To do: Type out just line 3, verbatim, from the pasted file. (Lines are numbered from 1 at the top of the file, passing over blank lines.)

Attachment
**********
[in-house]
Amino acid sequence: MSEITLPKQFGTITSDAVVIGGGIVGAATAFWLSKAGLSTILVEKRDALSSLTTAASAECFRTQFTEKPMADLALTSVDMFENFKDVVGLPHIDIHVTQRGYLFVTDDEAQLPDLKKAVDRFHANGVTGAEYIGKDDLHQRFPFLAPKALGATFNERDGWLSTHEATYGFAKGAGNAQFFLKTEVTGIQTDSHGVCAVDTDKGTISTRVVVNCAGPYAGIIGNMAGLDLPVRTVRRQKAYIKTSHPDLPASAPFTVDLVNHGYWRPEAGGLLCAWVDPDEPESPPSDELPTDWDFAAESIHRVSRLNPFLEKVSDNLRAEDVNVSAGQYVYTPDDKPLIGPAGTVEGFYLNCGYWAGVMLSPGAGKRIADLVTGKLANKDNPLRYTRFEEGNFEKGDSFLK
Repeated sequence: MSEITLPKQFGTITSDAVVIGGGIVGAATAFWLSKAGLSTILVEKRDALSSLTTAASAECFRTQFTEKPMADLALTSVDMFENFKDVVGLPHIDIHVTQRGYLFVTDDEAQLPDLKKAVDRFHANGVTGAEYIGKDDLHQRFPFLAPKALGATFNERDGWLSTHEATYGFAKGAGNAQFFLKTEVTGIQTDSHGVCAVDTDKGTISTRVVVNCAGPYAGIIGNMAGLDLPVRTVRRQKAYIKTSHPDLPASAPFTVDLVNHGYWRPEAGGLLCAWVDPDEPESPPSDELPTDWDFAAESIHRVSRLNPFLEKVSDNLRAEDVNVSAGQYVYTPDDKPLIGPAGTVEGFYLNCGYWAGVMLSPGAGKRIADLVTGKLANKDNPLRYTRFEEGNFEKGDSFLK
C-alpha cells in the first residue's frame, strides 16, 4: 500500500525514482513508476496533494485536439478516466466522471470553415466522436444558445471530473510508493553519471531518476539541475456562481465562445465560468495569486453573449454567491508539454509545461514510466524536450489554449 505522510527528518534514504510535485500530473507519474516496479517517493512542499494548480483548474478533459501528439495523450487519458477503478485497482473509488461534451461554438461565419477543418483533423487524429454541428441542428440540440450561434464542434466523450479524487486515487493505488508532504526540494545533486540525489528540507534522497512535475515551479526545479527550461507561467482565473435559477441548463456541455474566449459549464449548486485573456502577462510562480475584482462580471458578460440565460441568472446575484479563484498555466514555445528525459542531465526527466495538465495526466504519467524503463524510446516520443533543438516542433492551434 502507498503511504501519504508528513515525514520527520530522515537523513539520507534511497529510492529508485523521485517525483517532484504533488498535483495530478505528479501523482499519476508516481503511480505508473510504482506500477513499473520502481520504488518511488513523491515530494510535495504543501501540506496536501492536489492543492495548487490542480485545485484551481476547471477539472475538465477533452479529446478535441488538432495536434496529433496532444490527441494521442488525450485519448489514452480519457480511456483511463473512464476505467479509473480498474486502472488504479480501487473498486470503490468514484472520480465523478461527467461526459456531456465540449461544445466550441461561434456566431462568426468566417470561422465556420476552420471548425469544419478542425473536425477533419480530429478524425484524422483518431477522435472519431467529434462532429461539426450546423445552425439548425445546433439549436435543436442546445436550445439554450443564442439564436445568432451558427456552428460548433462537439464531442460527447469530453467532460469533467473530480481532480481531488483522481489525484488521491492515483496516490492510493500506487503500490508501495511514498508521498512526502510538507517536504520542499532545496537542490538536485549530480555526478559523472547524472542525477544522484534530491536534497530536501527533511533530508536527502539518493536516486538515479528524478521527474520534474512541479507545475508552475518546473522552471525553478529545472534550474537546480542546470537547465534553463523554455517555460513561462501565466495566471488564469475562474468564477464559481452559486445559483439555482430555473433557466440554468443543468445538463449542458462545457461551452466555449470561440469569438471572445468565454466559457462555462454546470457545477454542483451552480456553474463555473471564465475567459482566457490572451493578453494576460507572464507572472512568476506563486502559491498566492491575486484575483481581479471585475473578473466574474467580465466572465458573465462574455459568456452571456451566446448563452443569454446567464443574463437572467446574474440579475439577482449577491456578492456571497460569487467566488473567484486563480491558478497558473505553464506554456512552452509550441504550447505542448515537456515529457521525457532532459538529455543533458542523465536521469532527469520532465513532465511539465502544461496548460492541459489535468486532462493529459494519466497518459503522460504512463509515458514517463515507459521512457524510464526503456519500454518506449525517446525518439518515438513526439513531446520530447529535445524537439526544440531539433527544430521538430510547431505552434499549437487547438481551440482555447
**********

Repeated sequence: MSEITLPKQFGTITSDAVVIGGGIVGAATAFWLSKAGLSTILVEKRDALSSLTTAASAECFRTQFTEKPMADLALTSVDMFENFKDVVGLPHIDIHVTQRGYLFVTDDEAQLPDLKKAVDRFHANGVTGAEYIGKDDLHQRFPFLAPKALGATFNERDGWLSTHEATYGFAKGAGNAQFFLKTEVTGIQTDSHGVCAVDTDKGTISTRVVVNCAGPYAGIIGNMAGLDLPVRTVRRQKAYIKTSHPDLPASAPFTVDLVNHGYWRPEAGGLLCAWVDPDEPESPPSDELPTDWDFAAESIHRVSRLNPFLEKVSDNLRAEDVNVSAGQYVYTPDDKPLIGPAGTVEGFYLNCGYWAGVMLSPGAGKRIADLVTGKLANKDNPLRYTRFEEGNFEKGDSFLK